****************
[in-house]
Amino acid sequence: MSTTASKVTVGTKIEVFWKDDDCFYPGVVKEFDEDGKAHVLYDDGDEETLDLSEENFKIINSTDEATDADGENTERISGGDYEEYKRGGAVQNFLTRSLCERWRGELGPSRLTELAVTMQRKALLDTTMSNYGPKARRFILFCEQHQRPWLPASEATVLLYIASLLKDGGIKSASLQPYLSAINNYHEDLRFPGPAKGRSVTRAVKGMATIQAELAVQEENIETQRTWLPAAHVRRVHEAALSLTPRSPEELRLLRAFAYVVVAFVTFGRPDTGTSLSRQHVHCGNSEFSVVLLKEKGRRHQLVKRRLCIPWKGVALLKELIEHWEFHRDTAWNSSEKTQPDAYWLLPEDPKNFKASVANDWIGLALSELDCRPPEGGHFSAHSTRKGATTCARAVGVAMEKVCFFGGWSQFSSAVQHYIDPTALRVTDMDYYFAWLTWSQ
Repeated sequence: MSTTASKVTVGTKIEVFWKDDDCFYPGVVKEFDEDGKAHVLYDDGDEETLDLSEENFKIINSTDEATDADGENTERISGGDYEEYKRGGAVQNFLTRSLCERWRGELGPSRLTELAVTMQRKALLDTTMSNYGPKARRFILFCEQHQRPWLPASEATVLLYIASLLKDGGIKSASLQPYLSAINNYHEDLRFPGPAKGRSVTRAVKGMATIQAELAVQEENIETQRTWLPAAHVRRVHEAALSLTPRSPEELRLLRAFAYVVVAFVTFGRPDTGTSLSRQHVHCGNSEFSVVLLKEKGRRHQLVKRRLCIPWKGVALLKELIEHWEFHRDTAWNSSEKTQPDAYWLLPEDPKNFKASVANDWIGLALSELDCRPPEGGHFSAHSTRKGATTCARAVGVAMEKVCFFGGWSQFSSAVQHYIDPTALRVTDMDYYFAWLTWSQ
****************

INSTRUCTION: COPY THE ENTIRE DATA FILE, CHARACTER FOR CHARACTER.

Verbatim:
[in-house]
Amino acid sequence: MSTTASKVTVGTKIEVFWKDDDCFYPGVVKEFDEDGKAHVLYDDGDEETLDLSEENFKIINSTDEATDADGENTERISGGDYEEYKRGGAVQNFLTRSLCERWRGELGPSRLTELAVTMQRKALLDTTMSNYGPKARRFILFCEQHQRPWLPASEATVLLYIASLLKDGGIKSASLQPYLSAINNYHEDLRFPGPAKGRSVTRAVKGMATIQAELAVQEENIETQRTWLPAAHVRRVHEAALSLTPRSPEELRLLRAFAYVVVAFVTFGRPDTGTSLSRQHVHCGNSEFSVVLLKEKGRRHQLVKRRLCIPWKGVALLKELIEHWEFHRDTAWNSSEKTQPDAYWLLPEDPKNFKASVANDWIGLALSELDCRPPEGGHFSAHSTRKGATTCARAVGVAMEKVCFFGGWSQFSSAVQHYIDPTALRVTDMDYYFAWLTWSQ
Repeated sequence: MSTTASKVTVGTKIEVFWKDDDCFYPGVVKEFDEDGKAHVLYDDGDEETLDLSEENFKIINSTDEATDADGENTERISGGDYEEYKRGGAVQNFLTRSLCERWRGELGPSRLTELAVTMQRKALLDTTMSNYGPKARRFILFCEQHQRPWLPASEATVLLYIASLLKDGGIKSASLQPYLSAINNYHEDLRFPGPAKGRSVTRAVKGMATIQAELAVQEENIETQRTWLPAAHVRRVHEAALSLTPRSPEELRLLRAFAYVVVAFVTFGRPDTGTSLSRQHVHCGNSEFSVVLLKEKGRRHQLVKRRLCIPWKGVALLKELIEHWEFHRDTAWNSSEKTQPDAYWLLPEDPKNFKASVANDWIGLALSELDCRPPEGGHFSAHSTRKGATTCARAVGVAMEKVCFFGGWSQFSSAVQHYIDPTALRVTDMDYYFAWLTWSQ